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Simplistic Anti–Meat Mantra Hurts Third World
Andrew Marshall, FarmOnline National | April 17, 2018
The developing world has much to learn from rich western economies, but eating less meat is not one of those lessons.
Kenyan–based livestock research chief, Dr Jimmy Smith, says producing more meat and making it more available to international markets will be critical to helping the economic and nutritional health of developing countries and their small scale farmers.
While some in developed societies keenly promoted meat–reduced or meat–free lifestyles, he said it was unfair to impose such broad–brush views on countries where diets already lacked enough animal–sourced nutrition.
Avoiding Meat And Dairy: A One–Size–Fits–All Measure to Deal With Our Planet's Environmental Problems or a Real Option for The 1.3 Billion People Depending on Livestock to Assure Their Livelihood and Food Security?
VSF International | June 12, 2018
Once again, the debate on sustainable diets and in particular on (not) eating animal–derived products is resurfacing in the media, as illustrated most recently by an article in The Guardian.
The paper reported on a study by J. Poore and T. Nemecek entitled 'Reducing food's environmental impacts through producers and consumers', published in the latest edition of Science magazine. The article concludes that 'avoiding meat and dairy products is the single biggest way to reduce your environmental impact on the planet'.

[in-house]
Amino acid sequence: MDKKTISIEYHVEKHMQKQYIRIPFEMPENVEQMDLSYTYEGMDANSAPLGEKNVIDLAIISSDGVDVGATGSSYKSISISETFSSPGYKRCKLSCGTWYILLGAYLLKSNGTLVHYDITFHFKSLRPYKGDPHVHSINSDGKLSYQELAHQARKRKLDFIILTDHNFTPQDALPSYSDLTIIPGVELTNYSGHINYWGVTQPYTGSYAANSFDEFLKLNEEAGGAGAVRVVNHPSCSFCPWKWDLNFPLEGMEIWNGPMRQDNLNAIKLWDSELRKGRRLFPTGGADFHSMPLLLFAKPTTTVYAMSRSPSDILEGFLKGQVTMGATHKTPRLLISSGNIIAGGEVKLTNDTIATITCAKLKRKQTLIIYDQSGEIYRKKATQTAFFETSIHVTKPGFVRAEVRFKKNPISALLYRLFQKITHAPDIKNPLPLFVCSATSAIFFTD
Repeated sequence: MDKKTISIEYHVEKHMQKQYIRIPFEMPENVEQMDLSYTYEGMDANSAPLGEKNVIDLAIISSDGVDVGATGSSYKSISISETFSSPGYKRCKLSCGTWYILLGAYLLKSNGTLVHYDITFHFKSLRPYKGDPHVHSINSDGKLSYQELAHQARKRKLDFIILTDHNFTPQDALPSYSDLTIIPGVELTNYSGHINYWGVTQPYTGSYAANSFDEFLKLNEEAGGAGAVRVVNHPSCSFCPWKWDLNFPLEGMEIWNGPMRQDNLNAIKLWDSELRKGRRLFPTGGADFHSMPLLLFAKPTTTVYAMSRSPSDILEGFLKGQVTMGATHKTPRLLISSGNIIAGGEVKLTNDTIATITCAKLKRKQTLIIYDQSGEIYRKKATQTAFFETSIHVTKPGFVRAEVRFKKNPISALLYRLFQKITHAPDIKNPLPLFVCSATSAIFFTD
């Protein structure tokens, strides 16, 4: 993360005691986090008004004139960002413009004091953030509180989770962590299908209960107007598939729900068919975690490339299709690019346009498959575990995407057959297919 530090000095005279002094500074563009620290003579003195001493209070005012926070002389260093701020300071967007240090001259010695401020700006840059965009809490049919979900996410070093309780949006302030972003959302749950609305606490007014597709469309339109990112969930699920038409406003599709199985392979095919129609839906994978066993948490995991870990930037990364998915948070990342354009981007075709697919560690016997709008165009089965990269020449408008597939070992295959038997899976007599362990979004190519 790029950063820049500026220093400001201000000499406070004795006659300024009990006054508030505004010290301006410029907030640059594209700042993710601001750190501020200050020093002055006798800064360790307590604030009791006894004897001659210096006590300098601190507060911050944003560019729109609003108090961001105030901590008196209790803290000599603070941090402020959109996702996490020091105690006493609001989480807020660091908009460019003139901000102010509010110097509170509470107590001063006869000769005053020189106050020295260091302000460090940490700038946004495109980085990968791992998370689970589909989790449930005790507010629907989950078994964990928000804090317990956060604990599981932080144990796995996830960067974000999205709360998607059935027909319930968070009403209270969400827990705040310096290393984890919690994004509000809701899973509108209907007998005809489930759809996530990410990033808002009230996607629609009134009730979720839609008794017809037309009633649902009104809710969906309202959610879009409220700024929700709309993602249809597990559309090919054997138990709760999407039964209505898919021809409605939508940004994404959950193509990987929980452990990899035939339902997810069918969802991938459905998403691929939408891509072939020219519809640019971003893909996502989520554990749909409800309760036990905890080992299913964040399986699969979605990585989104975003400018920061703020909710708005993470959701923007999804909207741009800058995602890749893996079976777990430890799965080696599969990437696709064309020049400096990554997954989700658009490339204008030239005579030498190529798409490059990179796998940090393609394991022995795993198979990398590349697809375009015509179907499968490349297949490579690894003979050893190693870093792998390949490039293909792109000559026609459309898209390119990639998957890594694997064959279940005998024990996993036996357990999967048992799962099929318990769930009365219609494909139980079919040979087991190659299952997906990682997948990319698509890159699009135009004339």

Both the study and the article recognize the 'large variability in environmental impact from different farms' and the need to deal with the most harmful ones. Still, they seem to overlook the evidence from the 1.3 billion smallholder farmers and livestock keepers for whom livestock is an important source of income and food security (Herrero et al, 2009).
Is Promoting Vegetarianism a Form of Colonialism?
Zoë Schlanger, Quartz | June 23, 2018
The debate over whether a vegetarian diet is better for the planet is top of mind for many as news of water scarcity, climate change, and deforestation seem to worsen by the day. Sarah Taber, a US–based agricultural scientist who works as a consultant for aquaculture and greenhouse food safety, added another angle to the debate earlier this month.